Learning to Take the Lead

When you hear the word “Leadership”, what comes to mind? Someone who is strong and can take command?  Someone who can control people?  What kind of person do you think of when you hear the word “Leader”?  Is it man in a suit and tie?  A military commander?  A famous politician or activist?  What about you? Where do you see yourself in all of this?

As girls and women, we are fed messages throughout our lives about what we should be: cooperative, loyal, modest, caring, and selfless.  These are all great qualities.  The issue though, is that qualities that are associated with traditional ideas of leadership are not seen as female traits; Assertive, ambitious, bold, firm, and decisive – these are all “masculine” qualities.

To clarify, there is nothing wrong with being feminine and there is nothing “weak” about it.  In order to challenge this common belief about femininity, we need to mix traditional leadership traits with a woman’s touch.  If girls want to lead, then a balance should be made between the two, creating a feminine flavor of leadership.  Girls should (and can) be cooperative AND assertive, loyal AND ambitious, modest AND bold, caring AND firm, selfless AND decisive.

It is not impossible to foster the above listed qualities. When young girls are asked what they think leadership is, they say things like “brings people together and get things done” or “one who stands up for her beliefs and tries to be the best at something”.  What does that tell us?  You can’t bring people together, get things done, stand up for your beliefs, and also be the best at something unless you are cooperative, assertive, caring, ambitious, selfless, and ambitious, right?

What can you do today to begin balancing all of these qualities?

  • Find a woman leader you admire and watch what she does. How does she interact with others? How does she hold herself? Do you see her balancing feminine and masculine qualities together?  What can you do in your own little way to start channeling her? Having a role model to look up to is a great way to coach yourself into becoming the woman you want to become.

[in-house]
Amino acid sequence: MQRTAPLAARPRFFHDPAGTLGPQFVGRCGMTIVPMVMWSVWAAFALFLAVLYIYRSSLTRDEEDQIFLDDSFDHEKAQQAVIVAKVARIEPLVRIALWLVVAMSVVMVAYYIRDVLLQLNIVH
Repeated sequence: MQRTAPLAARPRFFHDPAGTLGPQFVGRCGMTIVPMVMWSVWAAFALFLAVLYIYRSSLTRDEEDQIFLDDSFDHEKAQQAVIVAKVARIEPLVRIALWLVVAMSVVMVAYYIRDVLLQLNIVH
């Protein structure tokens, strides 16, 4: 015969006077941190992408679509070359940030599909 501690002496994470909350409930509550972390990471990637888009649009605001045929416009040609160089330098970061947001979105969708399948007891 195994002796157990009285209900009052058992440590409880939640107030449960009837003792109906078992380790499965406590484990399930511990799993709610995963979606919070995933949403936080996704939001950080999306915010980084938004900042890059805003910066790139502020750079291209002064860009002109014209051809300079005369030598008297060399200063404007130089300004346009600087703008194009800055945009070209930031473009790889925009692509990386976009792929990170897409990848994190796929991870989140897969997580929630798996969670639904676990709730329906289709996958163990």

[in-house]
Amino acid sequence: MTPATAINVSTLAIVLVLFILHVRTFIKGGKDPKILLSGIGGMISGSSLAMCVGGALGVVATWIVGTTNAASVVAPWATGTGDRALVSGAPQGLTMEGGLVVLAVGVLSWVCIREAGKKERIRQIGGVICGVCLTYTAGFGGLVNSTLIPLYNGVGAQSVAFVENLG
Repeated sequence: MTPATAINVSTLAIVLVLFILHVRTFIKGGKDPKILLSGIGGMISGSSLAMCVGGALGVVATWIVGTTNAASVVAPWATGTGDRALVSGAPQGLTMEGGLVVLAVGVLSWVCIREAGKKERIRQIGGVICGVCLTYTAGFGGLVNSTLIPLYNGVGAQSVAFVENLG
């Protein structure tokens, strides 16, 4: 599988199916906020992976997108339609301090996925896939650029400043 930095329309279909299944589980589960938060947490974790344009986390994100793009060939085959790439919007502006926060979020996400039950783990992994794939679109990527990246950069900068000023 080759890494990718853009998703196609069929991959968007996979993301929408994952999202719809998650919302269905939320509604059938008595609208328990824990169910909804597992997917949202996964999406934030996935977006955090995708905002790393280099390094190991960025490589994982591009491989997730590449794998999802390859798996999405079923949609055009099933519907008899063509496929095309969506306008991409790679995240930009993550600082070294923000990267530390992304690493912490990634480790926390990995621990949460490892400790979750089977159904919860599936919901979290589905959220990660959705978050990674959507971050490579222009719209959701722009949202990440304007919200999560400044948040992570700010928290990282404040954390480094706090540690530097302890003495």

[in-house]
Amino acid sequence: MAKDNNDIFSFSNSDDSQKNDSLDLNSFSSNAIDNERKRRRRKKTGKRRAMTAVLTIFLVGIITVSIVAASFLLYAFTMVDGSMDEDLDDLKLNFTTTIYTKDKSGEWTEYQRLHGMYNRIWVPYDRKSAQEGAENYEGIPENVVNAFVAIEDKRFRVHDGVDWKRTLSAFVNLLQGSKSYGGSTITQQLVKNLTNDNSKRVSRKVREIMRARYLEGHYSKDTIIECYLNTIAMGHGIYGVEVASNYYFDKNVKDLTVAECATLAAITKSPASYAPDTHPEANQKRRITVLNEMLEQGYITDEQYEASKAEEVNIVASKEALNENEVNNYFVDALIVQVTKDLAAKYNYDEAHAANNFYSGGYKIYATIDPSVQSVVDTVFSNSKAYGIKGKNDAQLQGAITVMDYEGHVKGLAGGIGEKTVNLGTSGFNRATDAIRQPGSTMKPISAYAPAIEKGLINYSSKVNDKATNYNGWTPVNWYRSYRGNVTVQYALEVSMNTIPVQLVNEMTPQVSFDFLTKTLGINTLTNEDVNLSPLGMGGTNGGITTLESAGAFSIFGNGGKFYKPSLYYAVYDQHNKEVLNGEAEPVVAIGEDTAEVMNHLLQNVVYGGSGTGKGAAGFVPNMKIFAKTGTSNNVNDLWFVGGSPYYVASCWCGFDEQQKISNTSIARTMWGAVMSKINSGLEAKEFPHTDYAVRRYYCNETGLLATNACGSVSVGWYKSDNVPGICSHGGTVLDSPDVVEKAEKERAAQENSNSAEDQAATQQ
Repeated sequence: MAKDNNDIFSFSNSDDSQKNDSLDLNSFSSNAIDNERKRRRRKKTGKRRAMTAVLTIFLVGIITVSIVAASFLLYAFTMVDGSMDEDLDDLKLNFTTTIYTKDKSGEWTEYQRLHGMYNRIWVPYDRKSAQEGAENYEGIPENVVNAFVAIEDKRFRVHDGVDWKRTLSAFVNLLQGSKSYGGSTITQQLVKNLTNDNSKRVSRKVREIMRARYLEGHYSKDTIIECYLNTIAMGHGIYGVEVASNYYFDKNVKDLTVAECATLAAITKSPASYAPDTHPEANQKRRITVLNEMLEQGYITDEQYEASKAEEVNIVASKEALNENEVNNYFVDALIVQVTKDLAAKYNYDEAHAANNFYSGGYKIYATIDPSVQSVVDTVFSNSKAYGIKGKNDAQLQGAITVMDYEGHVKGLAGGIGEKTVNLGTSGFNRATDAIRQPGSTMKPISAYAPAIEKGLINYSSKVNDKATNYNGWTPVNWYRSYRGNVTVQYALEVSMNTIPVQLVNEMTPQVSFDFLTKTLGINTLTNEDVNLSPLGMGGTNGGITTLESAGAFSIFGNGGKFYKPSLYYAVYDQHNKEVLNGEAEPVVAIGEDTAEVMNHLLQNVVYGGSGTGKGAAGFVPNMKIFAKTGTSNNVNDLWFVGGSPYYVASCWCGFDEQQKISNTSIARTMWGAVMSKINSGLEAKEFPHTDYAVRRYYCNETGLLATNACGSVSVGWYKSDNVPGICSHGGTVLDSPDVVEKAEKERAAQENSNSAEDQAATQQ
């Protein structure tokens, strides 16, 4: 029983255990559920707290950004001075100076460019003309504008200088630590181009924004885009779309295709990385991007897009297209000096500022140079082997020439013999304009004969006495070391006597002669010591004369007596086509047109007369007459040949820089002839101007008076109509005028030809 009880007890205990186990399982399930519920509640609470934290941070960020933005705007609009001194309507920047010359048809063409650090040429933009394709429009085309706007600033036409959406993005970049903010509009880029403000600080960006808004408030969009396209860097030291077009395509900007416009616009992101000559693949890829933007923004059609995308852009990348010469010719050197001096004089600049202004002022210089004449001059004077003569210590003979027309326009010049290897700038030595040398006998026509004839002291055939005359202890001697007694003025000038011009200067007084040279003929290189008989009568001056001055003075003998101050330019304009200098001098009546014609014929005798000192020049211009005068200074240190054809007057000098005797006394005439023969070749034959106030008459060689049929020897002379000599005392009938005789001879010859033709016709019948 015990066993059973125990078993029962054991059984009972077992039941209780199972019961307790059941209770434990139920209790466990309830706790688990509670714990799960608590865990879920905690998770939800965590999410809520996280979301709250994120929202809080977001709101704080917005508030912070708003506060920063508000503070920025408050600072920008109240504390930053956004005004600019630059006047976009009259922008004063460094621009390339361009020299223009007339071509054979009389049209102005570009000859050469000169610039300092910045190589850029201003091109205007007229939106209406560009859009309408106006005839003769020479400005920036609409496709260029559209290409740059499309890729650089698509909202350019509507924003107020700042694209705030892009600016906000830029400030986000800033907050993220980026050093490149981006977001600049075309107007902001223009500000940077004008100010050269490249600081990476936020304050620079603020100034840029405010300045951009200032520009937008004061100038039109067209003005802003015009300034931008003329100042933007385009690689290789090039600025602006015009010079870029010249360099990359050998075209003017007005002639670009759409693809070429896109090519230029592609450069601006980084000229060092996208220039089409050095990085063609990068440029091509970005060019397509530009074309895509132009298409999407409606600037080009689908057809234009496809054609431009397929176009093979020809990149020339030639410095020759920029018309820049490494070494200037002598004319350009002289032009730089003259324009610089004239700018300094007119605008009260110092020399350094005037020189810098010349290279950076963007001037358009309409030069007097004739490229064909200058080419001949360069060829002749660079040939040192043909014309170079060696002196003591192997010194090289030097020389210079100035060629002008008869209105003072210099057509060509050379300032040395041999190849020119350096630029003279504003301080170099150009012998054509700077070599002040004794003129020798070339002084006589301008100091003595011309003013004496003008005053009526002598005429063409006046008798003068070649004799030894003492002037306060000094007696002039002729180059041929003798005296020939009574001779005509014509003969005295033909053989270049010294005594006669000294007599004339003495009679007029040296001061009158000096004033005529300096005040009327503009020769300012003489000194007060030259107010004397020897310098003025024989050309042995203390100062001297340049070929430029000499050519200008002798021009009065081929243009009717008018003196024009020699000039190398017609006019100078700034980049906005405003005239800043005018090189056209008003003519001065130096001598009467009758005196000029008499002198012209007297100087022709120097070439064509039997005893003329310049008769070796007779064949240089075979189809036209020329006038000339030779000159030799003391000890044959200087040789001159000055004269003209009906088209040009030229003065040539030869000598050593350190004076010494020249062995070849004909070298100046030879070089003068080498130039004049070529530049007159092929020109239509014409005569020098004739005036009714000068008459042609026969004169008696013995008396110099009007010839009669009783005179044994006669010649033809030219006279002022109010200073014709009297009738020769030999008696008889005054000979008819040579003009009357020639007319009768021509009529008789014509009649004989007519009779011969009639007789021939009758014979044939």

• Learn to say “no”. What? Say no?  What does that have to do with anything?  We are taught to be cooperative and caring, so sometimes we feel that we need to do things for everybody.  We want to make other people happy.  If something does not bring value or spiritual joy to your life, say no.  This isn’t saying “no” to homework, chores, or other important responsibilities.  This is saying no to all the extra stuff.
  • Don’t sit in the back of the class and speak up! According to Sheryl Sandberg (COO of Facebook), where you sit is very important. It sends a message about how you see yourself and your role in your environment.  Even if you hate to speak up in class, force yourself to do it every once in a while (but respectfully!!!).  Maybe once a month or week to start.  Finding your voice and having confidence in  your voice will help you eventually lead others.

What do you think?  What are other things you can do to cultivate leadership qualities in yourself?

 

Girl Scout Research Institute (2008). Change it up! What Girls Say About Redefining Leadership.  Retrieved from: https://www.girlscouts.org/content/dam/girlscouts-gsusa/forms-and-documents/about-girl-scouts/research/change_it_up_executive_summary_english.pdf

Sandberg, S. (2013). Lean In: Women, Work, and the Will to Lead. New York, NY: Alfred A. Knopf.

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